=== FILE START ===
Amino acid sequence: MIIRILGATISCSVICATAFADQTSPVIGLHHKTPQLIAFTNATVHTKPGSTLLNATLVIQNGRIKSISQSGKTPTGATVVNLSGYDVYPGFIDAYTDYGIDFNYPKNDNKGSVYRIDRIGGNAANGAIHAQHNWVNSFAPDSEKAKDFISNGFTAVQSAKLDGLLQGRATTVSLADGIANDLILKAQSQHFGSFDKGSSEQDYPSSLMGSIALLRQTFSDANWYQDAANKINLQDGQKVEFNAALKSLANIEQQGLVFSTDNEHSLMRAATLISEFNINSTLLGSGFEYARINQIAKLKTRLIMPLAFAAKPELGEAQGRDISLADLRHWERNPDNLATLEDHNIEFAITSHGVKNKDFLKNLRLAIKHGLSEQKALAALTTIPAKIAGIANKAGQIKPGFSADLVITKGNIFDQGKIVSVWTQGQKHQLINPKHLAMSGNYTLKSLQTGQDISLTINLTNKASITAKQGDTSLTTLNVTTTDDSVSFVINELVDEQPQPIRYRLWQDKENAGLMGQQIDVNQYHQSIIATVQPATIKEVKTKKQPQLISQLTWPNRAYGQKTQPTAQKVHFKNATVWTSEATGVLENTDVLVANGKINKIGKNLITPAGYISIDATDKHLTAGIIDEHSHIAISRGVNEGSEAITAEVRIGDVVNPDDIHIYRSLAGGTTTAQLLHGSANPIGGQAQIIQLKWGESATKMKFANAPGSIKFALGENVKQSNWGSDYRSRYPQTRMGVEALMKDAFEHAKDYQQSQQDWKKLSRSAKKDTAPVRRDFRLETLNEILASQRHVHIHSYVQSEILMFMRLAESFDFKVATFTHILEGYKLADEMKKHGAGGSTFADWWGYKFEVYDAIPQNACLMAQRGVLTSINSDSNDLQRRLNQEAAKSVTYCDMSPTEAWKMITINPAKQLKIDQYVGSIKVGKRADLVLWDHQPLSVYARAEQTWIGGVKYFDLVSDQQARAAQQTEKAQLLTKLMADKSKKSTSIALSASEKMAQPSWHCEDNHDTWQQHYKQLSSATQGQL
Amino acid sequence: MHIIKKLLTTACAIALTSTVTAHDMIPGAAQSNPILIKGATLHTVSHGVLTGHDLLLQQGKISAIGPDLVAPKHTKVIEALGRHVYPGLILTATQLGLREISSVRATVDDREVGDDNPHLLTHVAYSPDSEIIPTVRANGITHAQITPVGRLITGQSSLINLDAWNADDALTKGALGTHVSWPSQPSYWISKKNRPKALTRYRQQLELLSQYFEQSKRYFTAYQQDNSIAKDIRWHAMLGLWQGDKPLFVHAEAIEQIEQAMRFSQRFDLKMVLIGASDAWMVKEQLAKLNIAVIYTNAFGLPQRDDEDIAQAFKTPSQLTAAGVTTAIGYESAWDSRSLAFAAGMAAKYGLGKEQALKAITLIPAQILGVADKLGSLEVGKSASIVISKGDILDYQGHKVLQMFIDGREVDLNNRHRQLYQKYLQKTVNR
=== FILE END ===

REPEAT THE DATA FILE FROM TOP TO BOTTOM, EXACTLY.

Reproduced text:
Amino acid sequence: MIIRILGATISCSVICATAFADQTSPVIGLHHKTPQLIAFTNATVHTKPGSTLLNATLVIQNGRIKSISQSGKTPTGATVVNLSGYDVYPGFIDAYTDYGIDFNYPKNDNKGSVYRIDRIGGNAANGAIHAQHNWVNSFAPDSEKAKDFISNGFTAVQSAKLDGLLQGRATTVSLADGIANDLILKAQSQHFGSFDKGSSEQDYPSSLMGSIALLRQTFSDANWYQDAANKINLQDGQKVEFNAALKSLANIEQQGLVFSTDNEHSLMRAATLISEFNINSTLLGSGFEYARINQIAKLKTRLIMPLAFAAKPELGEAQGRDISLADLRHWERNPDNLATLEDHNIEFAITSHGVKNKDFLKNLRLAIKHGLSEQKALAALTTIPAKIAGIANKAGQIKPGFSADLVITKGNIFDQGKIVSVWTQGQKHQLINPKHLAMSGNYTLKSLQTGQDISLTINLTNKASITAKQGDTSLTTLNVTTTDDSVSFVINELVDEQPQPIRYRLWQDKENAGLMGQQIDVNQYHQSIIATVQPATIKEVKTKKQPQLISQLTWPNRAYGQKTQPTAQKVHFKNATVWTSEATGVLENTDVLVANGKINKIGKNLITPAGYISIDATDKHLTAGIIDEHSHIAISRGVNEGSEAITAEVRIGDVVNPDDIHIYRSLAGGTTTAQLLHGSANPIGGQAQIIQLKWGESATKMKFANAPGSIKFALGENVKQSNWGSDYRSRYPQTRMGVEALMKDAFEHAKDYQQSQQDWKKLSRSAKKDTAPVRRDFRLETLNEILASQRHVHIHSYVQSEILMFMRLAESFDFKVATFTHILEGYKLADEMKKHGAGGSTFADWWGYKFEVYDAIPQNACLMAQRGVLTSINSDSNDLQRRLNQEAAKSVTYCDMSPTEAWKMITINPAKQLKIDQYVGSIKVGKRADLVLWDHQPLSVYARAEQTWIGGVKYFDLVSDQQARAAQQTEKAQLLTKLMADKSKKSTSIALSASEKMAQPSWHCEDNHDTWQQHYKQLSSATQGQL
Amino acid sequence: MHIIKKLLTTACAIALTSTVTAHDMIPGAAQSNPILIKGATLHTVSHGVLTGHDLLLQQGKISAIGPDLVAPKHTKVIEALGRHVYPGLILTATQLGLREISSVRATVDDREVGDDNPHLLTHVAYSPDSEIIPTVRANGITHAQITPVGRLITGQSSLINLDAWNADDALTKGALGTHVSWPSQPSYWISKKNRPKALTRYRQQLELLSQYFEQSKRYFTAYQQDNSIAKDIRWHAMLGLWQGDKPLFVHAEAIEQIEQAMRFSQRFDLKMVLIGASDAWMVKEQLAKLNIAVIYTNAFGLPQRDDEDIAQAFKTPSQLTAAGVTTAIGYESAWDSRSLAFAAGMAAKYGLGKEQALKAITLIPAQILGVADKLGSLEVGKSASIVISKGDILDYQGHKVLQMFIDGREVDLNNRHRQLYQKYLQKTVNR